Lauren Giddings was an enthusiastic young woman who moved to Macon, Georgia from Maryland after being accepted to law school, but her time would be cut short by a disturbed and deranged classmate living right next door, according to The Baltimore Sun. Speaking to Oxygen’s "In Ice Cold Blood,” Giddings’ sister, Kaitlyn Wheeler, said: “She really didn't bloom until college. She was loud and fun. She wasn't as much like that in high school.”
Wheeler also recounted the last time she communicated with her sister. "The last time I specifically remember talking to Lauren was through text message on June 24, which was a Friday. I was driving home from my honeymoon," Wheeler said. "It took me a few days to realize that she hadn't responded."
Other family members and friends began to notice they hadn't heard from Lauren, and Wheeler asked a friend of Lauren's to check her apartment using a spare key. Lauren was not there, but her I.D. and keys were still inside.
A missing person's report was filed, according to Wheeler, and when police arrived they noticed Lauren had also left behind a laptop, a purse and her cell phone.
"Based on my knowledge and experience, I knew that that was highly unlikely that a person would leave those type items while they were away," a former chief of police to told “In Ice Cold Blood.”
Several days later, a crime lab tech team entered Lauren’s apartment to take photos and videos for analysis. During the visit, detectives caught a whiff of something foul. “While we were standing there, the wind started to turn. Immediately, I smelled an odor that I was very familiar with,” said one of the detectives. “We all smell things in life that smell bad. And that of a body, or a decomposing body, is one of the worst things you’ll smell. But it has a very distinctive smell."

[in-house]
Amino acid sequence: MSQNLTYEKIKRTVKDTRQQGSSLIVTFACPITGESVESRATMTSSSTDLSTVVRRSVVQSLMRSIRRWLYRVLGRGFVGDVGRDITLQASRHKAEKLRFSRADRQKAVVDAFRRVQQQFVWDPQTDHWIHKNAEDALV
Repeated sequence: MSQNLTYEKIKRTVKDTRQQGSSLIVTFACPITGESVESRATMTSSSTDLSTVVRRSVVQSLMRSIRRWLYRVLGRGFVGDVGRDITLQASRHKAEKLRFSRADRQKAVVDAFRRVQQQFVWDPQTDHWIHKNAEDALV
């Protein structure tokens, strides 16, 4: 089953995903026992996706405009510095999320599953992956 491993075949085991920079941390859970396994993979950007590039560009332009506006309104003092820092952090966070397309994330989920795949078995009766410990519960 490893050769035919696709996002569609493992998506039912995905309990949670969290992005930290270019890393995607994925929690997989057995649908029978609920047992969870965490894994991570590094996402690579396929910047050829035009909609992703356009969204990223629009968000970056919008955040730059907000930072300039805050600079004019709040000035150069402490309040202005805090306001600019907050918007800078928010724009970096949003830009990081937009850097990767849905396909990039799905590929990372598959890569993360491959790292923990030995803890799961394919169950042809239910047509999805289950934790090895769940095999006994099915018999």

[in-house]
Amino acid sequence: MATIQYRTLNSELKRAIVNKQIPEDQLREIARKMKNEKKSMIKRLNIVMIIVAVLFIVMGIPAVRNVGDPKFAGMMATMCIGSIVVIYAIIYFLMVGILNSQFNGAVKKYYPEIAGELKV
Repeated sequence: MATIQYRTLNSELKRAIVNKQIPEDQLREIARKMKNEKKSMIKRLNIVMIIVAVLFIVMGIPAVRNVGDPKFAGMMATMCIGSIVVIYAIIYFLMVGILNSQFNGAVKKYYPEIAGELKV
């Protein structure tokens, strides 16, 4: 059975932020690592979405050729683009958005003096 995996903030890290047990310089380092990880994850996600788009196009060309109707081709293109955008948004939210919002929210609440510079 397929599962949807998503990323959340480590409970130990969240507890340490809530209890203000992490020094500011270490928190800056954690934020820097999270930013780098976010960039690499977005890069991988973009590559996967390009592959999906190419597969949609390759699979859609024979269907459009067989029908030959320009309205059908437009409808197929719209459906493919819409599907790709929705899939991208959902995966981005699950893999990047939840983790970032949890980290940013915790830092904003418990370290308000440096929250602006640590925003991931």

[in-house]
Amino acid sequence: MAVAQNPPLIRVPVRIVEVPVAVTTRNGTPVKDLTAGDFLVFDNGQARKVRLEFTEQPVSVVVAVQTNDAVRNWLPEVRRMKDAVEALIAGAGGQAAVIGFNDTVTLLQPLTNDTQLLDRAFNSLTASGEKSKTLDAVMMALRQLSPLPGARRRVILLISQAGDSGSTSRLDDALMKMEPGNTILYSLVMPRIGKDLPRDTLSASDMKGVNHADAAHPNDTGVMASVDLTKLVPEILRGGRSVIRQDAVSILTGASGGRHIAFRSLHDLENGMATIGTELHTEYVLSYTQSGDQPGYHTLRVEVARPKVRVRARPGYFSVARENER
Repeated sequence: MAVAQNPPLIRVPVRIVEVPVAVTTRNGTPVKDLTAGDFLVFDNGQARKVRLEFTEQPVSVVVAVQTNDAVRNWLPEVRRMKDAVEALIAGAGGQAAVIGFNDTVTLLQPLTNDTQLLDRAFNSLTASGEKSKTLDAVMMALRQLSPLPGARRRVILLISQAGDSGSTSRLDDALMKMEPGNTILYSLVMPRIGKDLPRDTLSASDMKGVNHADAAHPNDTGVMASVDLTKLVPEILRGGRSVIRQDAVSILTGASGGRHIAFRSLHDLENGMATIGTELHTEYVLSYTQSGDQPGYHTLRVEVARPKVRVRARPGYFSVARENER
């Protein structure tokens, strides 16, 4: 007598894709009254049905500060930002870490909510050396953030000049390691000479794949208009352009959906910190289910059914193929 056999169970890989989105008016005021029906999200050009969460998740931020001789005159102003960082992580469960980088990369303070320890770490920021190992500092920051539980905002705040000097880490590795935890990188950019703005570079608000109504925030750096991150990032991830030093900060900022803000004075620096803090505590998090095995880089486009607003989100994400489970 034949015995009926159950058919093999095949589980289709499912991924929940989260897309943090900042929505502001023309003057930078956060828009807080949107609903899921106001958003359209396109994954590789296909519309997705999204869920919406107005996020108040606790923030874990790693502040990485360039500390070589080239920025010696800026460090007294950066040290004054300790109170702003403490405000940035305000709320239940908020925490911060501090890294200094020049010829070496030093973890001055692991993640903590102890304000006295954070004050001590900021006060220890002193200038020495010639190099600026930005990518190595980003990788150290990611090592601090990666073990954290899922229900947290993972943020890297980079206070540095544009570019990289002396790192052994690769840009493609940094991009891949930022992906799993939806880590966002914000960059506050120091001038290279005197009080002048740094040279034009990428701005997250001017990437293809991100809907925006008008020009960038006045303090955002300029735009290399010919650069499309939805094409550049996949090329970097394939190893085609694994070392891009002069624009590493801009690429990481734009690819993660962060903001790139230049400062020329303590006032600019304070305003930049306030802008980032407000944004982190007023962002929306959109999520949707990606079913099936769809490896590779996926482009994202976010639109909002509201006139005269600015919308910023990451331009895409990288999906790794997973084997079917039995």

After following the "smell of death," as the former police chief called it, the detectives were led to a trash can that was outside of the apartment.
Inside: the torso of a white female.
"They did not find the head, legs or arms in either one of the trash cans. I had never seen anything like that before," the detective told “In Ice Cold Blood.” "Who could have done this? Because truthfully, only a monster could do something like that. It was absolutely horrible."
Though the body was not initially identified as Lauren Giddings, DNA results later confirmed the remains were a match—and eventually Lauren's next-door-neighbor, Stephen McDaniel, was interviewed. During a walk-through of his apartment with police, according to “In Ice Cold Blood,” McDaniel admitted to burglary and was arrested as a result. Police later found a hacksaw with human blood on it in a supply closet in the building that matched the packaging for a hacksaw that was found in McDaniel's apartment. According to The Telegraph, a local newspaper, police found “panties and packaging for a hacksaw used in the dismemberment” inside McDaniel’s apartment and also discovered “several of his Internet blog posts describing torture and violence toward women.”
And that wasn't all they found. According to “In Ice Cold Blood,” police discovered a master key to the entire building and video footage of someone looking into to Giddings' apartment through her window.
Finally, on August 2, 2011, just a month after finding the remains of Lauren Giddings', McDaniel was charged with first-degree murder. Though he maintained his innocence for a few months, McDaniel ultimately changed his plea from "not guilty" to "guilty," realizing that the evidence was insurmountable.
In his confession, according to The Telegraph, McDaniel’s wrote that Giddings “saw me, and said, very calmly, ‘Get the fuck out.’” He also wrote that he “grabbed her around the throat” and the two “tumbled out of the bed to the floor and in her struggle to get away, she moved her legs and her lower body under her bed, preventing her from getting away or kicking me.”
When Giddings pulled a mask off that McDaniel had used to cover his face during the attack, she said: “Stephen? Please stop.”
McDaniel was sentenced to life in prison for the murder, according to The Baltimore Sun, and will not be eligible for parole until 2041.
Lauren Giddings was 27.
[Photo: "In Ice Cold Blood"]
Crime Time is your destination for true crime stories from around the world, breaking crime news, and information about Oxygen's original true crime shows and documentaries. Sign up for our Crime Time Newsletter and subscribe to our true crime podcast Martinis & Murder for all the best true crime content.